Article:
The conventional wisdom is that 5G is going to create new revenue sources for mobile operators. That undoubtedly will prove true, to an extent; and perhaps to a significant extent.
What remains unclear is whether 5G actually will produce a net increase in mobile broadband revenues, even if 5G produces a gross increase in such revenues.
In other words, on a net basis, it is conceivable that 5G literally produces no net gain in access revenue. The reason is that, unlike the case in the 3G era, the 5G mobile internet market is going to operate in a mature environment in most markets.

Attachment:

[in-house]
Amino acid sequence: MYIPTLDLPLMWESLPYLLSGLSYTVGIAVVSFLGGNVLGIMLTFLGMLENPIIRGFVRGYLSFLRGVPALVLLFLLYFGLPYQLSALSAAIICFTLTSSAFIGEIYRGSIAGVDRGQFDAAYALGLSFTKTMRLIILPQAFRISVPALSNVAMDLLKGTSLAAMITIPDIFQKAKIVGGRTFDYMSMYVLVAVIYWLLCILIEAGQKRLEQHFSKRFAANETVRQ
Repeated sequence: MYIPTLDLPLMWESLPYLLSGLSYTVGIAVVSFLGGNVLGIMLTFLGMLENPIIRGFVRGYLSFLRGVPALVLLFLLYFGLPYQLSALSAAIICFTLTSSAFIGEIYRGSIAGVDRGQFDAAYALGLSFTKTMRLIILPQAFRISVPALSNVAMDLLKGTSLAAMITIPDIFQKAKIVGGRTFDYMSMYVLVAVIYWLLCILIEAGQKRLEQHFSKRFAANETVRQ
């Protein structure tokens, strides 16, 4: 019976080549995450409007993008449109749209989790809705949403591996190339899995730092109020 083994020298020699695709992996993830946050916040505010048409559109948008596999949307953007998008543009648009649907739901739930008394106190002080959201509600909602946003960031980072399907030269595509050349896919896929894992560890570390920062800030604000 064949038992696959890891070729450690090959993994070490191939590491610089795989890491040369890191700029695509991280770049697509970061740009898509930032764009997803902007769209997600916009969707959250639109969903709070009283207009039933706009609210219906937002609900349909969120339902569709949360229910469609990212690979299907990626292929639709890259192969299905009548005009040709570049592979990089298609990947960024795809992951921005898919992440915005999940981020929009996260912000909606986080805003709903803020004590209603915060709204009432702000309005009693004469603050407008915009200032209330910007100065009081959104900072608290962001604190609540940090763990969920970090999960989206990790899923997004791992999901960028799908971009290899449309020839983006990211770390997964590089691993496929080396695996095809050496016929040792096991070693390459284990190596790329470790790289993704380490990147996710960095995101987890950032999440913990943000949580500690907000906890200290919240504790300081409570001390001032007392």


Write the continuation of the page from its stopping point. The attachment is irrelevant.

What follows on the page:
In the transition from 2G to 3G, one might note an overall increase in mobile operator revenues, as the internet access market was young. By the time 4G arrives, growth mainly is substitution, not net growth. That is likely to be the case in the 5G era as well.
To wit, new 5G revenues will include some element of actual growth (IoT subscriptions, for example). But many of the 5G accounts will simply be substitutes for existing 4G subscriptions, so there will be no net gain in subscriptions.
Some will hope for higher average revenue per account. Initially, that could happen. But ARPU will fall fast. So, on a net basis, it is possible there will be no actual gain in mobile data or total mobile revenue.
Some might well ask, “then why do it?” The simple answer is that “doing nothing” might plausibly result in serious negative revenue growth, which is worse than “flat revenue.”